“It spread to my lungs as the inflammation was really high, I couldn’t move, I had to be constantly on morphine.”
Carrie Thompson was paralysed from the neck down from her arthritis. She had to use a wheelchair and be dressed in the morning; she couldn’t even go to the toilet by herself. And she was only 18.
According to Arthritis Research UK’s data over 52,500 under-18s have an on-going problem with arthritis. It can cause stiffness, fatigue, swelling, damage to your eyesight and even paralyse you. Contrary to the belief it’s a natural part of growing old, over a thousand children and young people develop a form of inflammatory arthritis every year.
Rheumatoid arthritis is a long-term condition caused by inflammation in the joints. However, any adolescent diagnosed below the age of 16 will be classified as having J.I.A (Juvenile Idiopathic Arthritis) in which there are several different types of the condition. Both these issues have only recently started to be addressed though; one researcher in particular who helped initiate the surge in development is David Isenberg, the head of rheumatology at University College London…
He’s stood in the laboratory at UCL surrounded by test tubes, microscopes, pipettes and piece of paper scattered around. Reminiscing, he describes a bread shop he loved in North London called Daniels:
“Now Daniels was open on a Sunday morning and one Sunday morning in 1997 I met a guy called Martin Dunitz, a publisher, and he said to me that he would love me to write a book for him. So I got to thinking, what’s a gap in the market? And I thought… arthritis in adolescence.”
Isenberg wrote the book ‘Adolescent Rheumatology‘ and several years later decided to establish a centre to research it. The discovery that “certain molecules are absolutely key to the development of arthritis and therefore the idea you can block these molecules” has been fundamental to the progression of the treatment and the creation of biologic drugs that can target these specific molecules.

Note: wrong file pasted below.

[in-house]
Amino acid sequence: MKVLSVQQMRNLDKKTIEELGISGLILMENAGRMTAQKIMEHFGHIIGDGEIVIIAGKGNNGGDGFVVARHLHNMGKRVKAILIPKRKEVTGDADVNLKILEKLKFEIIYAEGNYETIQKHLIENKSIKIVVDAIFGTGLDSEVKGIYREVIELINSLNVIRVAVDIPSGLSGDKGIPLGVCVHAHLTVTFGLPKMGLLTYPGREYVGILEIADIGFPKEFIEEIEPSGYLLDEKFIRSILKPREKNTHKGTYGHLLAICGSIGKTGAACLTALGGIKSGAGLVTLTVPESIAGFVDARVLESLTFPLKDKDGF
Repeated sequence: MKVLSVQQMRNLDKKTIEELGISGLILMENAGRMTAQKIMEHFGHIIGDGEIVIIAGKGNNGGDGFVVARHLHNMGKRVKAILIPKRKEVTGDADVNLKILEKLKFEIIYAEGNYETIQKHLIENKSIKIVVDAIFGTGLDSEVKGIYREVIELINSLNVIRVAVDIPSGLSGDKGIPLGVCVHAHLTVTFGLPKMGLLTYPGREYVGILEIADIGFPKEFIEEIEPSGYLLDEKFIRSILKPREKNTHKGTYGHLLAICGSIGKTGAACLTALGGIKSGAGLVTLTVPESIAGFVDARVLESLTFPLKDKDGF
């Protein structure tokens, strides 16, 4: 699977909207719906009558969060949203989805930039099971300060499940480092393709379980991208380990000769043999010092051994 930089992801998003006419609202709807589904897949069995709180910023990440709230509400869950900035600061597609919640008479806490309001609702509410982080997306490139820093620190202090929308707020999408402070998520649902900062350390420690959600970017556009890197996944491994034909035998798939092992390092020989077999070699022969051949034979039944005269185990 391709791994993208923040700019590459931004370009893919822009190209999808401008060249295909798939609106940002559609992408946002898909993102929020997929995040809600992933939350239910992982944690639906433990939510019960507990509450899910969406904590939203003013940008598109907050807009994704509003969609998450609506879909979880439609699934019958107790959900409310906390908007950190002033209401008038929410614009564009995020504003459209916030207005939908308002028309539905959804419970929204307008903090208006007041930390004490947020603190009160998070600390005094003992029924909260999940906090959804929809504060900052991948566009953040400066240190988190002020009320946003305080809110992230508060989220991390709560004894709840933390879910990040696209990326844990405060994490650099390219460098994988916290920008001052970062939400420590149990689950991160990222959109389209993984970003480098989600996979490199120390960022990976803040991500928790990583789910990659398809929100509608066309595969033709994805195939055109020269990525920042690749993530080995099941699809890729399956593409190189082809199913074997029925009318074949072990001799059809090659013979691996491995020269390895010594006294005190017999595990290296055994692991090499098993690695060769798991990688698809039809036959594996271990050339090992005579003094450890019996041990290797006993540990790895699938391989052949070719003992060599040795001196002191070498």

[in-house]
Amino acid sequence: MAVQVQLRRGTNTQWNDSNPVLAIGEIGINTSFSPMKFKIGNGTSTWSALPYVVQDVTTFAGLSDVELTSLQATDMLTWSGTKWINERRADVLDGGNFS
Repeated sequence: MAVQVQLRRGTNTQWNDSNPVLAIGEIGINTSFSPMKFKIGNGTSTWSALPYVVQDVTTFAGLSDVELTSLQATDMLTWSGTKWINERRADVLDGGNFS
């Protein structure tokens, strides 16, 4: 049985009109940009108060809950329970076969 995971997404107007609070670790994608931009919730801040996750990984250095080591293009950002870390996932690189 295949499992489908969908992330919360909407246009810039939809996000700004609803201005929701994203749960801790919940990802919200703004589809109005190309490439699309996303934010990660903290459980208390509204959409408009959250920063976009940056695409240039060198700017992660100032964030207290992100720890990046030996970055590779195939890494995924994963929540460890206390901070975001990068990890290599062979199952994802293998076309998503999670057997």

After recognising that females are much more prone to certain types of arthritis the most recent theory, David describes, is the idea that hormones have an impact. “In essence we’re looking at what effect hormones, in particular female sex hormones, have on the immune system and on the musculoskeletal system.” This is especially relevant to teenagers who are “in a time of great flux, a transition period.” And what causes hormone levels to fluctuate more than anything else? Exams.
While Isenberg focuses on the effects of arthritis in teenagers, Laura Hanns – a PHD student at the University College London – is looking at the effects on children. Her PHD is investigating “the effects of psychological stress on inflammation in arthritis.” Working alongside David in the laboratory, she flicks off the computer in front of her. She explains that “inflammation is a particular problem for adolescents during GCSE and A-levels and many require an extra steroid injection in the joint to help control the inflammation and get them through their exams.”